You are pushing the shoulder back too far with your sizing die adjusted like it is now.

    SO, you have created artificial excess headspace.

    The primers are backing out when the pressure builds in the primer pocket.

    Then the powder lights, the pressure builds, the case expands, grips the chamber and stretches until it cracks & breaks.
    That slams the rear of the case back into the bolt and flattens the primers.

    You need to back off your sizing die until the rifles bolt will just close on a sized case with slight resistance.

    Last edited: Feb 17, 2012
  11. 243winxb

    243winxb Well-Known Member

  12. ranger335v

    ranger335v Well-Known Member

    RC is absolutely correct.

    Headspace is almost irrelivant if a handloader understands how to correctly adjust his FL sizer.
  13. rcmodel

    rcmodel Member in memoriam

    Case life is not very good on a Savage 99 under the best of circumstances.

    The rear locking bolt allows a lot of action & case stretch even when the case is sized to fit the chamber.

  14. boardmstr

    boardmstr Member

    thanks folks. and strongbad- all the brass was once fired im pretty sure all out of that same gun.
  15. 243winxb

    243winxb Well-Known Member

    Then firearm needs to see a gun smith to have the headspace checked. There can be case head separations on the first firing of factory ammo, if there is excessive headspace.
  16. Centaur 1

    Centaur 1 Well-Known Member

  17. kingmt

    kingmt Well-Known Member

    Once fired then NS or FL sized?
  18. boardmstr

    boardmstr Member

    all brass was once fired and then FL sized to where the die was touchong the shell holder at the top of its stroke. actually when the shell holder had camed over from the top of its stroke. thanks Centaur 1. that was going to be my next question. it is a great feeling to have the assistance from so many people here. i wish everyone in the world was as helpfull to others.

    my next questions are... when i resized these cases, i did about 300 of them at the same time and primed them as well so once i found an accurate load i could load up a bunch. i guess all those are trash now? or just give them to my girlfriends dad to shoot out of his 243s? i dont want to fire form them back with these kinds of pressure signs.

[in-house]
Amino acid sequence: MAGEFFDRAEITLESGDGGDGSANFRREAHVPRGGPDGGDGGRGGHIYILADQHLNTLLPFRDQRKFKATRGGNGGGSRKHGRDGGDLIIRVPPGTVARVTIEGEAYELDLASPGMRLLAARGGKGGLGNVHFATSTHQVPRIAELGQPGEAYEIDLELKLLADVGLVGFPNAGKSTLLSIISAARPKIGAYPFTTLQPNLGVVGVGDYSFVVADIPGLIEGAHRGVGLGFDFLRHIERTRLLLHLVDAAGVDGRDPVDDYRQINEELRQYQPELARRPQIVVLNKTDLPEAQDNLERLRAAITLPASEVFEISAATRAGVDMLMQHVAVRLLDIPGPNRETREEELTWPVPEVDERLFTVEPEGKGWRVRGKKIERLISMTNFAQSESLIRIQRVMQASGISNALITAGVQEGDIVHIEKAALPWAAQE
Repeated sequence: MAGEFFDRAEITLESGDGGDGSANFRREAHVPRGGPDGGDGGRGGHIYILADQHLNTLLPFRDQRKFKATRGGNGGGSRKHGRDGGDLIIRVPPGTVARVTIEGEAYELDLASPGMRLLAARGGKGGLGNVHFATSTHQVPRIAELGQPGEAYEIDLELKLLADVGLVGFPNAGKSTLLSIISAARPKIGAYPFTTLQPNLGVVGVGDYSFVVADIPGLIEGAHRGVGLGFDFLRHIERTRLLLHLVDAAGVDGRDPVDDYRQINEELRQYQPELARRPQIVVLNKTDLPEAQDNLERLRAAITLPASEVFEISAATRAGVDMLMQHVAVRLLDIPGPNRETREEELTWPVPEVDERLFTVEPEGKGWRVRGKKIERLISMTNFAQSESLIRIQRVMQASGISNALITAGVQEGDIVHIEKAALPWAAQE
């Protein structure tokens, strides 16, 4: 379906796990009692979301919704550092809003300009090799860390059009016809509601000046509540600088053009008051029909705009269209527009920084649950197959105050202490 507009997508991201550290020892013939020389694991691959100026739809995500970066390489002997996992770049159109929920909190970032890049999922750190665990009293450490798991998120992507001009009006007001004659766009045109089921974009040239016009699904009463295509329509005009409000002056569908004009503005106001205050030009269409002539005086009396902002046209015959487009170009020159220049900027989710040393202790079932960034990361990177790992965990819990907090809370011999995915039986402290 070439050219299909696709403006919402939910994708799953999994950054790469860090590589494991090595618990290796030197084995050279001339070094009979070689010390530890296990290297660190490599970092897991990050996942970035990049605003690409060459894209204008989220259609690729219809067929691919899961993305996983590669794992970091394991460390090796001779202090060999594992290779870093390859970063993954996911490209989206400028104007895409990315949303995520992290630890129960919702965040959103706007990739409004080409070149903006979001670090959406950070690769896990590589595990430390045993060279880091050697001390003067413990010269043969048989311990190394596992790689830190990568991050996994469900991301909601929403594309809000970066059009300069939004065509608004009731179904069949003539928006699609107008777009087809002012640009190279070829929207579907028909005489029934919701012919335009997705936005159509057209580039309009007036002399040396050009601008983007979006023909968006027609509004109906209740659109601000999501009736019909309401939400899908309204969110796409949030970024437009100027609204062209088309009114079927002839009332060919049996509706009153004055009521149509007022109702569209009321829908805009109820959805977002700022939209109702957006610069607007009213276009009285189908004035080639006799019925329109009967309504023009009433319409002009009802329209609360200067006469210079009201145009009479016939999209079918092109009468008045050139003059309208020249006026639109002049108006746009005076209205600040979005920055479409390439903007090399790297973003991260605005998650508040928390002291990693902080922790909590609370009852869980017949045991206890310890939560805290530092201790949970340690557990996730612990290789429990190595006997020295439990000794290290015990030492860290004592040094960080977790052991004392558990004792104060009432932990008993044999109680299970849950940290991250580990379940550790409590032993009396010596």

also, this 243 is a lever gun, which to my understanding has less mechanical advantage than bolt action. is it very dangerous to just neck size when reloading for a lever action? the last thing i want is to have a round not chamber all the way when a 300lb boar is charging my girlfriend? although that could be better than having chunks of metal and hou gasses flying in her face from too much headspace.
    Last edited: Feb 18, 2012
  19. Striker Fired

    Striker Fired Well-Known Member

    Load up a small batch for your girlfriends dad that fit in his gun and see if they show pressure signs in there.That would tell you if it's your gun,the brass,or die set-up.I would try to make sure that the shoulder isn't too far back for his rifle though.Do you have a factory round that you could compare the shoulder placement with? Not a real good stand in for a headspace gage but it should get you very close.Mostly you would want to see if it is pushed back farther than the factory round. If it is DON'T SHOOT THEM.
  20. Centaur 1

    Centaur 1 Well-Known Member

    Look up how to make loads for fireforming brass. I've never done it, but you can find information how to do it. I'm sure that you could use the same procedure for this brass that you would use if you rechambered the rifle to an ackley improved caliber. I've read where guys will use a mild charge of pistol powder, and top it with stuff like cream of wheat. Just enough pressure to move the brass back were it needs to be without building excess pressure.

    You won't be neck sizing unless you buy a neck sizing die. Use the full length die that you have, and use the instructions that I posted. Even if you don't push the shoulder back any, the FL die will still size the body of the shell. When I load for my lever action I adjust the die so it just kisses the shoulder and there is never any trouble with cartridges sticking in the chamber.